Think inside the box
June 8, 2011, 1:04 pm
Filed under: Seren Stacey



May 9, 2011, 9:10 pm
Filed under: Seren Stacey

Seren Stacey                    

Basement Project

                 Think inside the box…    

Private view Friday 6th May 6.30-9.30 pm

continues until 24th  May 2011

Thinking inside the box…..
May 9, 2011, 8:46 pm
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Having finished editing the film I came back to the basement to experiment with how to show it. It was exciting and surprising to see the interaction between the projected image and the space. From projecting back into the small boxes I used to take the footage to filling the wall so that it felt like I was inside the box, the potential routes for the work  have become multiple, leading me to realise that this is just the very beginning of this project.

Show your workings….
May 4, 2011, 10:15 pm
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This week, as the residency draws towards an end and the opening looms, I am thinking really for the first time about the presentation of the space and about what to leave in and what to take away.

I had it in mind to leave it as a working space, seeing it as a work in progress and the process as an end in itself, as the physical manifestation of the journey I have been on, the visual diary of my time here and the mess of creation. But as soon as there is a viewer being invited into the space then it feels to me that everything I choose to leave or to take away becomes a self conscious act.

A friend told me about an interview they’d seen in Francis Bacon’s studio. By all accounts there was no attempt to preen and fettle out of pride or vanity, it was left messy and squalid in parts with pots of rancid liquid, etc. The mess bore witness to the intensity of his creativity and perhaps it may have lost its potency had he begun to decide what would be acceptable and what would appear squalid.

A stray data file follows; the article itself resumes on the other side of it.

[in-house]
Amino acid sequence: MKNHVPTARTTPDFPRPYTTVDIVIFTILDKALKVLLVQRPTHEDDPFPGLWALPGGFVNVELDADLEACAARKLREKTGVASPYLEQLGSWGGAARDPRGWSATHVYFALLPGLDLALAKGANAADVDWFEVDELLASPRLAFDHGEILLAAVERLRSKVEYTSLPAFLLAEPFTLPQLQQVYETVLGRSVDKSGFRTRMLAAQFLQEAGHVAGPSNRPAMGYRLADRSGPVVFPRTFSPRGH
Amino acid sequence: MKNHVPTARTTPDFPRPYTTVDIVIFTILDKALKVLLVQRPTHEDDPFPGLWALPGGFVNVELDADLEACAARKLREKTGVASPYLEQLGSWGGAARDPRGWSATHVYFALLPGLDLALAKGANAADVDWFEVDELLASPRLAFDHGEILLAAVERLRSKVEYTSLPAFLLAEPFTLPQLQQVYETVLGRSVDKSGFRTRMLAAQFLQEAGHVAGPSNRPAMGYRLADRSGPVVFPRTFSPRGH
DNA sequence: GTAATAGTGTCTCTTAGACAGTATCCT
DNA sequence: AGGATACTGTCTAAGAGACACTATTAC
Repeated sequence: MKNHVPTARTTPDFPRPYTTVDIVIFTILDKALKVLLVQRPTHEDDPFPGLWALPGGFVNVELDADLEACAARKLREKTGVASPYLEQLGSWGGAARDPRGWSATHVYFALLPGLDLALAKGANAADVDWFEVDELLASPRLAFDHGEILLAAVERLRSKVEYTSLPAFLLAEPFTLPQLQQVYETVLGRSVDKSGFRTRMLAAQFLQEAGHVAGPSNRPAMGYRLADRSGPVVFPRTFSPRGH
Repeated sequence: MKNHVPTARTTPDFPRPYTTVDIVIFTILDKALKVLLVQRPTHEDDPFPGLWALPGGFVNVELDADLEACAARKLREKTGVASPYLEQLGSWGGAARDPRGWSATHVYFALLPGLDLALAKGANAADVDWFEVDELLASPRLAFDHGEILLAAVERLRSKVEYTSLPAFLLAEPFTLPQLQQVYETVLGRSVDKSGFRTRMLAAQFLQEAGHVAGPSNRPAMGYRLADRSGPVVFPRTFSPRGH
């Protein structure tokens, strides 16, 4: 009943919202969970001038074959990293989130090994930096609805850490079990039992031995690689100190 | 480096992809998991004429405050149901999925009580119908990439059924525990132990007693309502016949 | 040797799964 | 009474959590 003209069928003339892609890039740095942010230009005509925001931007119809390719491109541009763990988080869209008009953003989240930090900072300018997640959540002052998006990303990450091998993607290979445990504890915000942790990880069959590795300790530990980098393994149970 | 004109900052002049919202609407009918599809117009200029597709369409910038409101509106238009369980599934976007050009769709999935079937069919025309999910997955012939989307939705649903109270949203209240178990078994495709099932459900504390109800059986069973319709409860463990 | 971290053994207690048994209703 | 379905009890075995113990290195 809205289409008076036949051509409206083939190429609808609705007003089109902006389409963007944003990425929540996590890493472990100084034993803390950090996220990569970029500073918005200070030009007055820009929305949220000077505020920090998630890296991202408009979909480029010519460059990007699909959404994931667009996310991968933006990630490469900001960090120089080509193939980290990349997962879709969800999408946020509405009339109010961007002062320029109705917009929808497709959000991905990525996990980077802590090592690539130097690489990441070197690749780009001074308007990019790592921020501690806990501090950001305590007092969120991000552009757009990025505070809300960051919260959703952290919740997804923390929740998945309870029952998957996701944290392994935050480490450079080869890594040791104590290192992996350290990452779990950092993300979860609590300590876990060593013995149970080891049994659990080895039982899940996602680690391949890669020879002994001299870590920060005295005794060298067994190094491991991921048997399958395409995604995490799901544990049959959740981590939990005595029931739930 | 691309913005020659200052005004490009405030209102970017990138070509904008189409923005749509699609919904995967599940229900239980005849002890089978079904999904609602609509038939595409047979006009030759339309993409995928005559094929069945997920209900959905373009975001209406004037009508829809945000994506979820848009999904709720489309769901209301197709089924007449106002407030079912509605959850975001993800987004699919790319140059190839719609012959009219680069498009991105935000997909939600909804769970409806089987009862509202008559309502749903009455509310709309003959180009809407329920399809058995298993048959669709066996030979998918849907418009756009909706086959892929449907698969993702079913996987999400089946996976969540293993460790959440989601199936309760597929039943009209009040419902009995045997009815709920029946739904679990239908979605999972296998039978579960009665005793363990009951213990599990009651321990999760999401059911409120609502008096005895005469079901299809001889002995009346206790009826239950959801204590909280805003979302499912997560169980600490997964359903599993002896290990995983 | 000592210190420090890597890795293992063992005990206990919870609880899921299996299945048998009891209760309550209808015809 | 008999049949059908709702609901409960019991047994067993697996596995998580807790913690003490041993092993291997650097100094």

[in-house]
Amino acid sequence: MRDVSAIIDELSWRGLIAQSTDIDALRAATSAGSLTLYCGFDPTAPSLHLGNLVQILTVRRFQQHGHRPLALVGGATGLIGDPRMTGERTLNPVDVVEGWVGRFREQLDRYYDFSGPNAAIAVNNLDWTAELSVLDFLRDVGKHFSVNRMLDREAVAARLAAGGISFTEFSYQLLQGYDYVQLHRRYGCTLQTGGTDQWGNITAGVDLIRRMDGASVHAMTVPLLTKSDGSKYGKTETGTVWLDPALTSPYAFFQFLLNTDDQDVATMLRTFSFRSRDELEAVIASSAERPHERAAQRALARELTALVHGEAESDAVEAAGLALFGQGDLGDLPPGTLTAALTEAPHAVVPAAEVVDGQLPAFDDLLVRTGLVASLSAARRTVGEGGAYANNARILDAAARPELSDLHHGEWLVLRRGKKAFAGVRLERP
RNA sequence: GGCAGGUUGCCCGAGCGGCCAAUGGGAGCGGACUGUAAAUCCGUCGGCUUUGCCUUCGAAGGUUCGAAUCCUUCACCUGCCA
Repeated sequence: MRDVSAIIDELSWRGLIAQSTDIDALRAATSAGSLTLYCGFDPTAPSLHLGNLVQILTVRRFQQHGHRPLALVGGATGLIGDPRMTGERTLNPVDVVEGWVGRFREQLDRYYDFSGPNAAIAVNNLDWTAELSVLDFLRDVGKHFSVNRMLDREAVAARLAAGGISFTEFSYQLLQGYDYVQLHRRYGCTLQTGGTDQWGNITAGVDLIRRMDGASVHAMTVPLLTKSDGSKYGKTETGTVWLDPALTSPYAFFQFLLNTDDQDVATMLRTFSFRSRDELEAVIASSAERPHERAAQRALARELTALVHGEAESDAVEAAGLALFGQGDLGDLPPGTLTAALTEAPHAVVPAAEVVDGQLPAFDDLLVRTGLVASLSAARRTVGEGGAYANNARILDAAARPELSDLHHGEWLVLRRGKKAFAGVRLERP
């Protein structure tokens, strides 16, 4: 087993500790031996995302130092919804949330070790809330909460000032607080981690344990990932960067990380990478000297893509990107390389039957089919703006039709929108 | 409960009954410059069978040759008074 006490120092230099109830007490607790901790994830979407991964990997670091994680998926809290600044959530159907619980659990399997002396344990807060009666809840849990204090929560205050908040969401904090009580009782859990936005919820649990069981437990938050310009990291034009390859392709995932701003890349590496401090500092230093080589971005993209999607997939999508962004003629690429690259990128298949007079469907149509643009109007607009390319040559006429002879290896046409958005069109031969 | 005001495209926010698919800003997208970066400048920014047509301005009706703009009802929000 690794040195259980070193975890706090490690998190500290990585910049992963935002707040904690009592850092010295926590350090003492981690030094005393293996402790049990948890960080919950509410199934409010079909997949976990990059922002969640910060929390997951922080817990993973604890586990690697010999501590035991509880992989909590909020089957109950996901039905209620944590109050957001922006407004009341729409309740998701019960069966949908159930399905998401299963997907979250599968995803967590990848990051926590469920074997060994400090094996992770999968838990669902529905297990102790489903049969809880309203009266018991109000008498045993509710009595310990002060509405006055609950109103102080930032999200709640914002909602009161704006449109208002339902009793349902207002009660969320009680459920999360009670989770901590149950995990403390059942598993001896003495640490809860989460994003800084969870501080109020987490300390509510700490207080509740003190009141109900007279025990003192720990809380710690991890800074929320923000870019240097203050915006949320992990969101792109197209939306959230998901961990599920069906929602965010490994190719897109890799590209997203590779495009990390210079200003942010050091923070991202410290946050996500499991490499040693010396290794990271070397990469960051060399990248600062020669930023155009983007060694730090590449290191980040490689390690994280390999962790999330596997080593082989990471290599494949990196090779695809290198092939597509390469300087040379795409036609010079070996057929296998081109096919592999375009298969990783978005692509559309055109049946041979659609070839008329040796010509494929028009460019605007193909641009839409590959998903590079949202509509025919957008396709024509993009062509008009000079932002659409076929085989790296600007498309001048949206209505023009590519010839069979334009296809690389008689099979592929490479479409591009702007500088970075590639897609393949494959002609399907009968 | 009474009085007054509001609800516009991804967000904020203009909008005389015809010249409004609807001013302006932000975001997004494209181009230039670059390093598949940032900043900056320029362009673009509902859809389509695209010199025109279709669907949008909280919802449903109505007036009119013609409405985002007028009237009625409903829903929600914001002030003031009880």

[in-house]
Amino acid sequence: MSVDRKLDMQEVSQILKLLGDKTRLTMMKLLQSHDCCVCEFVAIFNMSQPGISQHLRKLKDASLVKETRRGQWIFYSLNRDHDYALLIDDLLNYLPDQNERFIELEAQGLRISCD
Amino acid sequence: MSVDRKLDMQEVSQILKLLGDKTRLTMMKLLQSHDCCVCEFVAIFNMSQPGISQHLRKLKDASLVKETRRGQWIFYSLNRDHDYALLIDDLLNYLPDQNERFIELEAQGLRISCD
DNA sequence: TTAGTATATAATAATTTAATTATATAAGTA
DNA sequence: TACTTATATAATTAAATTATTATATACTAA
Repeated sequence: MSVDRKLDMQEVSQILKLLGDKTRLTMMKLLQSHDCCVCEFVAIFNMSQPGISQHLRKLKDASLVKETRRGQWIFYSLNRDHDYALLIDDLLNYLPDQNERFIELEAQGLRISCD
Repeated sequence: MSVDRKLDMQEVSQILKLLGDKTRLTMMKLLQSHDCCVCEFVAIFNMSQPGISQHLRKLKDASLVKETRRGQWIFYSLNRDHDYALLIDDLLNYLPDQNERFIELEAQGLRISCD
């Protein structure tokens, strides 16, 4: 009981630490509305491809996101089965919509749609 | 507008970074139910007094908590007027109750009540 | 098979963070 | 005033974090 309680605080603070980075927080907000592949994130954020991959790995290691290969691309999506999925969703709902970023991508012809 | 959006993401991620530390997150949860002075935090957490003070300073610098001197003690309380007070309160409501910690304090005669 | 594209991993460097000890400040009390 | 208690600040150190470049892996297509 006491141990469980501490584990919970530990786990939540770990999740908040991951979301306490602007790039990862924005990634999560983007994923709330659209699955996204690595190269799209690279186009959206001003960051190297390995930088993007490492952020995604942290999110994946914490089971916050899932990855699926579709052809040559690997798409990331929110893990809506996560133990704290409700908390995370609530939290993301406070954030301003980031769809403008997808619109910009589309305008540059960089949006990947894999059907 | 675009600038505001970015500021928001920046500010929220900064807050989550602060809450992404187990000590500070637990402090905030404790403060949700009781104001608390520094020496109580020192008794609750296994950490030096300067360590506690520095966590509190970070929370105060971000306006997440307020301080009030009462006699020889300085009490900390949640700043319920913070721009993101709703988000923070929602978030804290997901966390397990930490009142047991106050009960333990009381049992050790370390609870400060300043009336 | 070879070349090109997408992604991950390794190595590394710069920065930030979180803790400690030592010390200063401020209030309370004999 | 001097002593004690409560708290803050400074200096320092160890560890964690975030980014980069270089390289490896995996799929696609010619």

On the other hand, Tracey Emin’s bed was brave and unashamed appearing to lay herself bare, but the fact of its re-assembly meant that each bit had to be considered, and so despite its brutal honesty, there was a conscious act of presentation.

That got me thinking about the authenticity of showing your workings. When considering how to leave the space as a genuine working space  I began to I wonder what to remove and what to leave. Questioning, should I touch up the paint or even vacuum the floor?  In the end I vacuumed because I broke a glass lens.That’s honest.

Now I am leaning toward showing my workings in a more material way. The cardboard box, beyond its usual utility, has become my portable studio space and my window on the world. I have been using cardboard boxes as a means to view the outside world differently, creating a dialogue between external and internal space. The film I have been making cuts back and forth between blurry dream-like footage and the reality of the cardboard box which captures it. Some strange magic seems to happen when the footage is brought full circle to be projected back into the box. Suddenly from the single path chosen many more avenues open out. I have the exciting sense that there are many more routes to explore.

Like magents, they like to be together. The footage of the box looks at home back in the box and there is a sort of authenticity in that.

So I will be true to my process, and the cardboard box will feature in the work somehow. That is my way of evidencing my process.

April 25, 2011, 7:03 pm
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My portable studio-  13.04: Carmarthen to Cardiff Central                                                                       

Picasso and the Loaves by Robert Doisneau,1952

Ask me why this newspaper clipping; a black and white photo of Picasso posing at the table of a French cafe so that his hands appear to be swollen cartoon bread hands, is the first thing I put up in my studio and the last thing I take down when moving?

It seems quite unrelated to the rest of my research material, which at the moment mostly consists of close-up photographs of cracked walls, sensitive details on selvedge, spider webs.etc, but there’s something about this image which always seems to reassure me and nudge me onwards: it’s my hero reminding me to be human.